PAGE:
The Gulf of Finland is the easternmost part of the Baltic Sea. To the north, it is bordered by the shores of Finland, to the east by Russia, while its south coast belongs to Estonia. In the west, the boundary between the gulf and the open waters of the Baltic Sea is not clearly marked. The gulf is tubular in shape, with a length of 428 km and a width of 120 km. At the narrowest point the gulf is only 45 km wide. Because of the shallow depth and mixing of waters, it is defined as an estuary. The maximum depth is 123 m and the average is 38 m. The western part is deeper, whereas the eastern end is much shallower. The gulf has an area of 29,498 km2 and a volume of 1100 km3. In the northern part of the gulf the bottom consists of alternate areas of crystalline rocks and clays and areas covered with gravel, pebbles and boulders. Only a few depressions in the bottom are filled with clays. In the south, there are larger areas covered with postglacial clays. At the bottom of the gulf there are ferromanganese concretions. The Gulf of Finland has a continental climate, with relatively harsh winters compared with other regions of the Baltic Sea. The water temperature ranges from 0 °C in winter to 17 °C in summer. In winter the gulf freezes over and the ice cover can persist from 30 to 130 days. A significant nutrient load enters the gulf from rivers, the Baltic Proper and the atmosphere, making it one of the most eutrophic regions of the Baltic. Temporary water stratification leads to shortages of oxygen in the deeper areas, or even anoxia. Hypoxia occurs after algal blooms, when dead organic matter sinks to the bottom of the sea (Fig. 6.1).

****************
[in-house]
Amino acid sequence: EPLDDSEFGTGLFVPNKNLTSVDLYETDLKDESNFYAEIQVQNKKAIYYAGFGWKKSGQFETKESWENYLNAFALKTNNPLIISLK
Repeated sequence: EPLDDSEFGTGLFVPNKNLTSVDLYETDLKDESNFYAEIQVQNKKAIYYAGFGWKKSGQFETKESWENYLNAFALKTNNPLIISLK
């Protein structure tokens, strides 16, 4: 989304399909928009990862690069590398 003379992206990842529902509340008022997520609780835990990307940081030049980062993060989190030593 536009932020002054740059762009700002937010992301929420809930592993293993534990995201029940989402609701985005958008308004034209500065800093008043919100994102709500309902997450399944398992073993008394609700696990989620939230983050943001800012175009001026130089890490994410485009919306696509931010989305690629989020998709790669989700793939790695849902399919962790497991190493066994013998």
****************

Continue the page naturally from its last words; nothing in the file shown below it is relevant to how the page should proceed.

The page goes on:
Even though oxygen conditions are the worst in the western part of the gulf, a significant improvement has taken place since the 1990s. The gulf is the largest recipient of freshwater in the Baltic Sea. About 75% of this flows in with the Neva, which is why the impact of this river on the physical, chemical and biological processes of the gulf is so pronounced. At the mouth of the Neva the surface water salinity is about 0‰, but within 100 m of the shore, the salinity is already around 2.5–3‰. At the western end of the gulf the salinity is higher at about 7‰. The salinity of near-bottom waters is about 5‰ in the east and 10‰ in the west of the gulf. There is a periodic halocline, more pronounced in the west. Oxygen shortages create difficult conditions for benthic invertebrates, but a rich macrofauna inhabits the gulf’s open waters. The coastal zone is dominated by the crustaceans Monoporeia affinis and Corophium volutator. The gulf is inhabited by about 50 species of marine and fresh water fish, the most numerous being herring Clupea harengus and sprat Sprattus sprattus.